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“The Ten Virgins”
Many of our readers are more or less familiar with the application of the parable of the ten virgins (Matth. 25), to a movement in this last generation in reference to the Lord’s coming. For such readers especially this article is prepared, and we ask for its suggestions your careful and prayerful attention. This is specially important now, because some of what has been considered the well-established features of the parable, are being discarded by some of our brethren, and a new departure is by them being made. We do not object to changing our opinions, on any subject, or discarding former applications of prophecy, or any other scripture, when we see a good reason for the change,—in fact, it is as important that we should be willing to unlearn errors and mere traditions, as to learn truth. The removal of error is as clearing the rubbish from the surface that the beautiful verdure may appear. But we should be careful in our anxiety to get rid of error, or to build up a new theory, that we do not throw away any truth. It is our duty to “Prove all things,”—by the unerring word,—”and hold fast that which is good.”
It is confidently predicted that we will discard the whole application, but we see no reason for so doing. Such a thought as the possibility of giving up the general correctness of the application
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was first suggested by the prediction itself, and we cannot avoid regarding such prediction as an effort to cause such a change and so fulfill an imaginary prophecy. It is not so easy to tell what men will do, as to tell what they have done; (even prophecy cannot be understood in detail until it is fulfilled) and we are sure that those who have made and accepted the prediction are further now from the old application than we are. This will be apparent presently to all who understand the former application, and the new position taken, and who are free enough from bondage to accept the truth as from the Lord, irrespective of the vessel in which it is conveyed.
To appreciate the strength of the former application, we must see the place or time in the gospel dispensation, where the parable belongs, and to appreciate the weakness of the new departure it is necessary to see the parallelism of the Jewish and Gospel dispensations. The chart on which that beautiful bible argument is illustrated hangs before me as I write. We regard it as a clear, simple and strong definite time argument. From the death of Jacob to the death of Christ,—1845 years,—is the measure of the first or twelve tribe dispensation. From the death of Christ in the Spring of A.D. 33, until the Spring of A.D. 1878, is the measure of the second—another period of 1845 years. The two dispensations are equal in length, the second beginning where the first ends, at the cross, or death of Christ. That was the meeting place or point of reconciliation between God and man,—”reconciled to God by the death of his Son;”—Rom. 5:10. Hence Christ is our “Mercy Seat.” The two cherubim made “of one measure and one size” (1 Kings 6:25) placed with wings extended on either side of the mercy seat, illustrate the equality of the two dispensations. Types are exact, for being a feature of the law, they must be fulfilled even to the jots and tittles, hence though in some respects the dispensations lap, there is a feature in which they do not lap, or that part of the law would not be a perfect shadow.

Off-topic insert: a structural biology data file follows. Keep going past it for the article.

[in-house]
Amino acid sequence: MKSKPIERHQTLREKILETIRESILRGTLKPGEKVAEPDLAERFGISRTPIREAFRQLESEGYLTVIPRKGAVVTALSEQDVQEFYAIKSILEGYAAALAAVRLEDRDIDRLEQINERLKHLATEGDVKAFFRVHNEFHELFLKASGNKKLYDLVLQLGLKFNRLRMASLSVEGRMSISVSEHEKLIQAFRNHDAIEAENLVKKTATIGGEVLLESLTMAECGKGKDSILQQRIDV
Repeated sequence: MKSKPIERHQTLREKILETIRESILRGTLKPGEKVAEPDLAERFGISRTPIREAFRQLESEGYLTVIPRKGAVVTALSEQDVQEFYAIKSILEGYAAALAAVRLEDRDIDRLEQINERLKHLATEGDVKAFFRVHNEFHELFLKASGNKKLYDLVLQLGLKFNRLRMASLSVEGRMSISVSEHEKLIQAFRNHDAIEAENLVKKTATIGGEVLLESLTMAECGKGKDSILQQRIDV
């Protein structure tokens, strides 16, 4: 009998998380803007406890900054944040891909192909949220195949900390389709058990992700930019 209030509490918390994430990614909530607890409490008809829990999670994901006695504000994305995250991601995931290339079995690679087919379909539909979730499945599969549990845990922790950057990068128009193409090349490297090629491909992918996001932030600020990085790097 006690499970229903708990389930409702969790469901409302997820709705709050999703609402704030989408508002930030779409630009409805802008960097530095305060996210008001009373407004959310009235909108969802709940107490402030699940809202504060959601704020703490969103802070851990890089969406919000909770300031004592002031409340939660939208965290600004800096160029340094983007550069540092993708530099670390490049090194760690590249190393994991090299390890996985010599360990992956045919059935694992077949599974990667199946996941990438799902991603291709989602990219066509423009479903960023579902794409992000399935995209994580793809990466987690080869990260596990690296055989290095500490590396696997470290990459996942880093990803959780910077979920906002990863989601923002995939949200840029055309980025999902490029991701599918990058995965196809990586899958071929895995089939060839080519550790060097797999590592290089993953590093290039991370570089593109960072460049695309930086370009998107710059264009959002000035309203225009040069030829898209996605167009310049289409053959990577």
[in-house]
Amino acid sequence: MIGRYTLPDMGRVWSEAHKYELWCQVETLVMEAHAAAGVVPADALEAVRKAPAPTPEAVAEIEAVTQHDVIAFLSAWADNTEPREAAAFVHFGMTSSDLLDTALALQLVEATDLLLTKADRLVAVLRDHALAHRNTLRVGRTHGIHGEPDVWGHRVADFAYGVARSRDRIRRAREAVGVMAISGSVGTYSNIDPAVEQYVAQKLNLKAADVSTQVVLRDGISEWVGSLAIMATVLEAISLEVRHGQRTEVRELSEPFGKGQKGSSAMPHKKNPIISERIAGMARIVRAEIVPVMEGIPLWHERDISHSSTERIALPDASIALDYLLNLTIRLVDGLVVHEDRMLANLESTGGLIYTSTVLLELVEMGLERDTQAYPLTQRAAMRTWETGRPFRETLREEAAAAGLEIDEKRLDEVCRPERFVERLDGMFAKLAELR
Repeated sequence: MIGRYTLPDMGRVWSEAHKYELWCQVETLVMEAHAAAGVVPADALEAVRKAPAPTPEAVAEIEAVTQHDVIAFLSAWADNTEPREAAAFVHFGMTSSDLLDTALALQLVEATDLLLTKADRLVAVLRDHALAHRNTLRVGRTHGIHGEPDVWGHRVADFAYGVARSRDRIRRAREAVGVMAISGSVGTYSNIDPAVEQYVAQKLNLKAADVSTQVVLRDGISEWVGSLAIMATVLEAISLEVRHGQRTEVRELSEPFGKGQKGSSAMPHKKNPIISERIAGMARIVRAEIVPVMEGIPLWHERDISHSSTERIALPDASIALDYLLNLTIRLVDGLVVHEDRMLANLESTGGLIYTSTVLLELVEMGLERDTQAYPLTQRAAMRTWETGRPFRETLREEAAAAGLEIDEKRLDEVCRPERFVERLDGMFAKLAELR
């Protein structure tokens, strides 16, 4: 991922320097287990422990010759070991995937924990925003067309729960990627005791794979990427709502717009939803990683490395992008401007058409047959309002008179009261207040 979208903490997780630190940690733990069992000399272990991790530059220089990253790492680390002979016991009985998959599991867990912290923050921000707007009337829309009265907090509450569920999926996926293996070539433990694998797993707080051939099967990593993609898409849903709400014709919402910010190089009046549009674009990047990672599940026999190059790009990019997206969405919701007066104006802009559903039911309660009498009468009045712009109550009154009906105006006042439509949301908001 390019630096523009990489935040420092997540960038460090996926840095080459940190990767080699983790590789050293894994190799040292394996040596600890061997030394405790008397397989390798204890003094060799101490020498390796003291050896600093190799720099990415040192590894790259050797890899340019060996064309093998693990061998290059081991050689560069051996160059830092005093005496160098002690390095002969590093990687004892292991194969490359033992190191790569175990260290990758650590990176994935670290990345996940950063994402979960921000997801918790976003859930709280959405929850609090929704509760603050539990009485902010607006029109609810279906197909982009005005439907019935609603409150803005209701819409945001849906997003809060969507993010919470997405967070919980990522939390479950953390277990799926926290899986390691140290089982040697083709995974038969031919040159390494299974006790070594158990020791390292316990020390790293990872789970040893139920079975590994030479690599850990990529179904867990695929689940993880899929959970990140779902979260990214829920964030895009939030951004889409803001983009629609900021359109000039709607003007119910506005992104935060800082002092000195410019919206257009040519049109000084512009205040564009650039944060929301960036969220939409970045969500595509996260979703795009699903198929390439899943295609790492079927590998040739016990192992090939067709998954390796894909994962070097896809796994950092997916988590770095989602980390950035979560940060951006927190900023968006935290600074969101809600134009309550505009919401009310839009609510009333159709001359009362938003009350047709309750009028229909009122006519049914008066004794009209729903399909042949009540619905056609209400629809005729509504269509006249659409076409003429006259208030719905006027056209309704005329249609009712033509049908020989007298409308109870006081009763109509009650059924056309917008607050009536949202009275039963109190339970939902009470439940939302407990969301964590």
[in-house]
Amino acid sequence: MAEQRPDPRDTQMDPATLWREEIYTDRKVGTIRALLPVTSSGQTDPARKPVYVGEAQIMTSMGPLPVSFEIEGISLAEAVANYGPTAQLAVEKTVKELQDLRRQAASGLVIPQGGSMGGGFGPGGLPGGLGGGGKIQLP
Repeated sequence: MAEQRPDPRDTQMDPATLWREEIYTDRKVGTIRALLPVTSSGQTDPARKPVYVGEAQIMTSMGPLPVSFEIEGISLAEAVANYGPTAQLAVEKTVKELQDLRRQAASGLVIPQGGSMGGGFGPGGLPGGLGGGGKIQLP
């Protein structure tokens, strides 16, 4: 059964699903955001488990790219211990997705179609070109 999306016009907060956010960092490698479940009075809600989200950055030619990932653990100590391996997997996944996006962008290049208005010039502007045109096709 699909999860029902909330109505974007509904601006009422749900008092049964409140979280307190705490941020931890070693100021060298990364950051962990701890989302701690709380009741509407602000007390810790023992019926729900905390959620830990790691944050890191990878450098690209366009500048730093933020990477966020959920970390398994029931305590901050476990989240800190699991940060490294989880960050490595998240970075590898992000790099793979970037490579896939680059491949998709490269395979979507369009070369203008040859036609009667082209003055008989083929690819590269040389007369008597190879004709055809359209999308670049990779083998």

The wonderful equality in the substance of these dispensations as well as in various measures is familiar to you. From the death of Jacob to the birth of Christ is equal to the period from the death of Christ to the Autumn of A.D. 1844, each being 1811-1/2 years. Each of these points was marked by an important event in reference to the coming of the Lord.
The tarrying of Jesus for 30 years before his baptism and entrance on the harvest work, has its parallel in the tarrying time between 1844 and 1874, at which later point the harvest of the gospel dispensation began. Christ’s personal ministry of 3-1/2 years, ending at his death, has its parallel in the 3-1/2 years of harvest from the Autumn of 1874 until the Spring of 1878.